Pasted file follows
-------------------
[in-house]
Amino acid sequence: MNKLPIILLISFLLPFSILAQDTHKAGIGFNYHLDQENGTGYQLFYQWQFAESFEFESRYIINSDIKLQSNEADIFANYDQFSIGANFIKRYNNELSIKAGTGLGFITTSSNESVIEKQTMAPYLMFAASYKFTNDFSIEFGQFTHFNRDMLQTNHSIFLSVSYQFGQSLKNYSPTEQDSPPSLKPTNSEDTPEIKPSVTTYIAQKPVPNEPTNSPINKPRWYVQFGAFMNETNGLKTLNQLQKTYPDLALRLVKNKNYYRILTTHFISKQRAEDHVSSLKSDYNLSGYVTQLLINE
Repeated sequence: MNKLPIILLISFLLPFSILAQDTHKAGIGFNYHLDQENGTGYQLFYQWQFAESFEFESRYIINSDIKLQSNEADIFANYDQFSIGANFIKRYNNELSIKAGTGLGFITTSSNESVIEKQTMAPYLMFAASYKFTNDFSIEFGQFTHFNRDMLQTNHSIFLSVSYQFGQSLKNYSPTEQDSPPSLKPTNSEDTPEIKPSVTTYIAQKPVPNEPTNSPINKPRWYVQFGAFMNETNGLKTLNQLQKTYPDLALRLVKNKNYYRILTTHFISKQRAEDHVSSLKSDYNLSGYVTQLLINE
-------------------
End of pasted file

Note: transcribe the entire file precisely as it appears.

[in-house]
Amino acid sequence: MNKLPIILLISFLLPFSILAQDTHKAGIGFNYHLDQENGTGYQLFYQWQFAESFEFESRYIINSDIKLQSNEADIFANYDQFSIGANFIKRYNNELSIKAGTGLGFITTSSNESVIEKQTMAPYLMFAASYKFTNDFSIEFGQFTHFNRDMLQTNHSIFLSVSYQFGQSLKNYSPTEQDSPPSLKPTNSEDTPEIKPSVTTYIAQKPVPNEPTNSPINKPRWYVQFGAFMNETNGLKTLNQLQKTYPDLALRLVKNKNYYRILTTHFISKQRAEDHVSSLKSDYNLSGYVTQLLINE
Repeated sequence: MNKLPIILLISFLLPFSILAQDTHKAGIGFNYHLDQENGTGYQLFYQWQFAESFEFESRYIINSDIKLQSNEADIFANYDQFSIGANFIKRYNNELSIKAGTGLGFITTSSNESVIEKQTMAPYLMFAASYKFTNDFSIEFGQFTHFNRDMLQTNHSIFLSVSYQFGQSLKNYSPTEQDSPPSLKPTNSEDTPEIKPSVTTYIAQKPVPNEPTNSPINKPRWYVQFGAFMNETNGLKTLNQLQKTYPDLALRLVKNKNYYRILTTHFISKQRAEDHVSSLKSDYNLSGYVTQLLINE